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Out of curiosity, are people building their own for-fun-projects using .net or even Java? All I seem to hear are people using Python, Ruby and Javascript.

Yes, .Net is actually a nice environment for hacking. C# is a very good programming language, the standard library is very well designed, it's fast, but the what I really like about .Net is how seamless it is to work with multiple languages at the same time. It's ridiculously easy to write some parts of the code in F#, others in C# and some others in Python. This way, I can always chose the best language for each problem without having to use the same language throughout the whole project.

(I also do a lot of Common Lisp fun coding as well so I'm not exactly a Microsoft fanboy, just to provide some context).

Some examples would be nice.

Yes, I built http://ihackernews.com (a mobile version of HN), along with http://api.ihackernews.com, and http://viewtext.org, all with ASP.NET MVC. I've built these projects just for fun.

This weekend I shall be putting the finishing touches on my iPad game, written in C#. If I had written it in C, C++ or ObjC I don't think I'd be anywhere near done with it. For sure, .NET is very "enterprisey" and has all the caveats that come with that. But .NET has grown into an interesting beast in other unexpected ways too.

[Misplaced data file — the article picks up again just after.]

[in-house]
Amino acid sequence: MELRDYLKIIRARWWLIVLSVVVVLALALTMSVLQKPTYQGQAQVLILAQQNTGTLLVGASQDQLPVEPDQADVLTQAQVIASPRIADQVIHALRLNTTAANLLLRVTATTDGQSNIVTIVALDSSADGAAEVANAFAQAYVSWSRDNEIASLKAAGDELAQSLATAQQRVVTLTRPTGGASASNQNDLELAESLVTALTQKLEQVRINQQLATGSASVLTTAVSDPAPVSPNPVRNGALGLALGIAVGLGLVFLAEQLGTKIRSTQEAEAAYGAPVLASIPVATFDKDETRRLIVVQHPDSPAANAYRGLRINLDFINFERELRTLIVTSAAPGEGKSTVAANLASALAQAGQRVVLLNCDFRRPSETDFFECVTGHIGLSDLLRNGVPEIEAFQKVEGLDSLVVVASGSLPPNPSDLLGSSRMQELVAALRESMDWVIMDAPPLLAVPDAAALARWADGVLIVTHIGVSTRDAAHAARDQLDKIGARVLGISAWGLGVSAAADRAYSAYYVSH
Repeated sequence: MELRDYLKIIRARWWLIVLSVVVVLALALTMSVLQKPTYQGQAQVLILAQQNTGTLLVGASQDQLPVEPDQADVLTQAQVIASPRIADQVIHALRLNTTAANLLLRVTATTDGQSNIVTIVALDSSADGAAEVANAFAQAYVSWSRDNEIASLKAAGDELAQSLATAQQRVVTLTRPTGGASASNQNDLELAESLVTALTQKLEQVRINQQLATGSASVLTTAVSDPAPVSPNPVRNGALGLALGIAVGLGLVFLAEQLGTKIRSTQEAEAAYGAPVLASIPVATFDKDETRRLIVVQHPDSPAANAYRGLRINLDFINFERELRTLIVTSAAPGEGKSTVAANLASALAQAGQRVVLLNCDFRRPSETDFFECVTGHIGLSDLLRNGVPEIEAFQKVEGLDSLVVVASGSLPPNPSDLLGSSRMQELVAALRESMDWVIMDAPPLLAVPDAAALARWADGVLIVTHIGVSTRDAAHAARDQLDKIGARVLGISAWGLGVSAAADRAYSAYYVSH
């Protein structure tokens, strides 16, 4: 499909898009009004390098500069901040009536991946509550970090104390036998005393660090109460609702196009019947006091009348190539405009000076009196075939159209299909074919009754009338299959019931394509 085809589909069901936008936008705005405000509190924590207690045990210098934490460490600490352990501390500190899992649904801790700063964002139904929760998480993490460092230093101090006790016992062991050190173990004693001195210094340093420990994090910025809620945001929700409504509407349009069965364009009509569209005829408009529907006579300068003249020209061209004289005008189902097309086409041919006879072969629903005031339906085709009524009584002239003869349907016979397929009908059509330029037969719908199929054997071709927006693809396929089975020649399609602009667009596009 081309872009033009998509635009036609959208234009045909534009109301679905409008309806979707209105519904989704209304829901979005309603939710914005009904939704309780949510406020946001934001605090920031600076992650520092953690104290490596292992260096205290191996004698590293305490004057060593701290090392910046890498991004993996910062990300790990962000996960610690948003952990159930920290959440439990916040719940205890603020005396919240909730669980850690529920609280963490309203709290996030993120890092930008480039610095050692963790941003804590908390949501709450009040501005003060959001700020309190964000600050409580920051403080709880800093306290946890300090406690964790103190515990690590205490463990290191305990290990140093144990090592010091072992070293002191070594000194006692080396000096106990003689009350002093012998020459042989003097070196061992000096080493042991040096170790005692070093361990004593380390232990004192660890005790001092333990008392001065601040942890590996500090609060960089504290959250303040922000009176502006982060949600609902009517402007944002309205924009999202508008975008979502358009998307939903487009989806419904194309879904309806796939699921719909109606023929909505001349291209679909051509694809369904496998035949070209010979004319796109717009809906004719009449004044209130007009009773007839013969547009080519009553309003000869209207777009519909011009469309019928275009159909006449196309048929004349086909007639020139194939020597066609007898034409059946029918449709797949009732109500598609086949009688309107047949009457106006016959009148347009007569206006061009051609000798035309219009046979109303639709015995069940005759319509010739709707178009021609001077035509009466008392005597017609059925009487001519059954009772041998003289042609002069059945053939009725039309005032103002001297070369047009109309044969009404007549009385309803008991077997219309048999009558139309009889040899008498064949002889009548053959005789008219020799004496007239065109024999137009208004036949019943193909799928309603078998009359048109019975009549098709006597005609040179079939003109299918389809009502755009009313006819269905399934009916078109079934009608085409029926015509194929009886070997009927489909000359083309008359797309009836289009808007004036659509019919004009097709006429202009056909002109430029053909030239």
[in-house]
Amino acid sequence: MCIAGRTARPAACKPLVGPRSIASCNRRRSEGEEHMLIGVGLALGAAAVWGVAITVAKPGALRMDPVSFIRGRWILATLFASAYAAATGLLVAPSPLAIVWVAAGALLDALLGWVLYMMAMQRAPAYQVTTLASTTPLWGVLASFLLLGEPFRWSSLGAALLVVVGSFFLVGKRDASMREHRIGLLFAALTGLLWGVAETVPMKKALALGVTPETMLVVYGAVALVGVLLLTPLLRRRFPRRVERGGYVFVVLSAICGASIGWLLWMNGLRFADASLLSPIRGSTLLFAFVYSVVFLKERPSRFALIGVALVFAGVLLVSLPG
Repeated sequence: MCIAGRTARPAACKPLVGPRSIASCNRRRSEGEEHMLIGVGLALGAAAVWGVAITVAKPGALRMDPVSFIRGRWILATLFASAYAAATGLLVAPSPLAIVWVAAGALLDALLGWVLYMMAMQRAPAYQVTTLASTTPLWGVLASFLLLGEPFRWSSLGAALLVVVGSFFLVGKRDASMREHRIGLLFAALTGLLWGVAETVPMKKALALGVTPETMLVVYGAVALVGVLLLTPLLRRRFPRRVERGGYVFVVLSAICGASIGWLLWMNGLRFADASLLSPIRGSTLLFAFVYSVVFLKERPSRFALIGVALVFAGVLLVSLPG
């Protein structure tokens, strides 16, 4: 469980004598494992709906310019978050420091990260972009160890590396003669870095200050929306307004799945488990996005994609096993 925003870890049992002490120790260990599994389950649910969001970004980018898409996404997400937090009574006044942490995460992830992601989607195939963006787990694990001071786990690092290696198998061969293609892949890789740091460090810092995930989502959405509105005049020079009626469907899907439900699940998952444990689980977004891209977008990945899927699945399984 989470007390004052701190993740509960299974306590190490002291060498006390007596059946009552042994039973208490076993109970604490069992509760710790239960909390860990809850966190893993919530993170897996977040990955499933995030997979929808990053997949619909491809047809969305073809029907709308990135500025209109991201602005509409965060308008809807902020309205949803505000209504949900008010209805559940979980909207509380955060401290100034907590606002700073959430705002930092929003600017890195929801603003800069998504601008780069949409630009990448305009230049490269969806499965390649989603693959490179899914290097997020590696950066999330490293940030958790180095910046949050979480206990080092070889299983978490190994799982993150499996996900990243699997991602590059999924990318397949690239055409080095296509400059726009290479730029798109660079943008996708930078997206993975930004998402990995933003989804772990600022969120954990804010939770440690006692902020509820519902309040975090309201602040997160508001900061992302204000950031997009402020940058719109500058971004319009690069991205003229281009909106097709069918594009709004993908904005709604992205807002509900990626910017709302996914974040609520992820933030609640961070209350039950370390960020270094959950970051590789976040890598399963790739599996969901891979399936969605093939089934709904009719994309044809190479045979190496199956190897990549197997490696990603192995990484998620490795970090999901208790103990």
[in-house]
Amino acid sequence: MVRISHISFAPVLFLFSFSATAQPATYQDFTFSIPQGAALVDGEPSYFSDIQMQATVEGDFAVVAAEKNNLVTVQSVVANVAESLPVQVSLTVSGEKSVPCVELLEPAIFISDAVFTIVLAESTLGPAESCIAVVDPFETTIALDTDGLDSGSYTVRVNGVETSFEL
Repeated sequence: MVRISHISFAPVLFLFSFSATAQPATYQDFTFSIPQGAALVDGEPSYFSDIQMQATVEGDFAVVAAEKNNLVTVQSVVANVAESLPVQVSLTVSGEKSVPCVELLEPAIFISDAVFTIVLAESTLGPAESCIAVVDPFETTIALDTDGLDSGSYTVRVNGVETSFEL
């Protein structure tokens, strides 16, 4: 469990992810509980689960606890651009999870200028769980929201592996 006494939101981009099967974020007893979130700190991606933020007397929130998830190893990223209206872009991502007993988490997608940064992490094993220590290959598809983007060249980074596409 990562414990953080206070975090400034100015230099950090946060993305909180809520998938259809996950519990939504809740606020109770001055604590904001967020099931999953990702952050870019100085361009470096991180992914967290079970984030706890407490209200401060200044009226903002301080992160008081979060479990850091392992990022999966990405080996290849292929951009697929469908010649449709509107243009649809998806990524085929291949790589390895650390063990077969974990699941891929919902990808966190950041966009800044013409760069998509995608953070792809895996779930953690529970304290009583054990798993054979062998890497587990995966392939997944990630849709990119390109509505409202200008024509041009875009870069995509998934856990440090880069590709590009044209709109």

I do. Personally, I love it.

I have a 'fun' side-project written in C# that I'd eventually like to commercialize...it's not a web app though. http://lognv.com

I do both for fun and for profit stuff in .net. I recently put together my first Silverlight app and I found the platform to be wholly underrated.

<hand-waving> My impression is that .NET just isn't that much for-fun, mainly because the community isn't based in the hobby arena. A decent package repository might help this (I guess there is one, but I don't know it) -- something like PyPi for python, rubygems for ruby (is this correct? [not a ruby programmer - yet!]), cliki for common lisp (okay, asdf isn't so nice), etc.

My impression is that .NET development, at least in the web arena, is quite backwards. Another observation to add to my first, is that .NET developers (at least where I work), aren't working on their own projects in anything else, so aren't benefiting from the way of working that RoR (CRUD, HTML templates, gems, etc) seems to have. </hand-waving>

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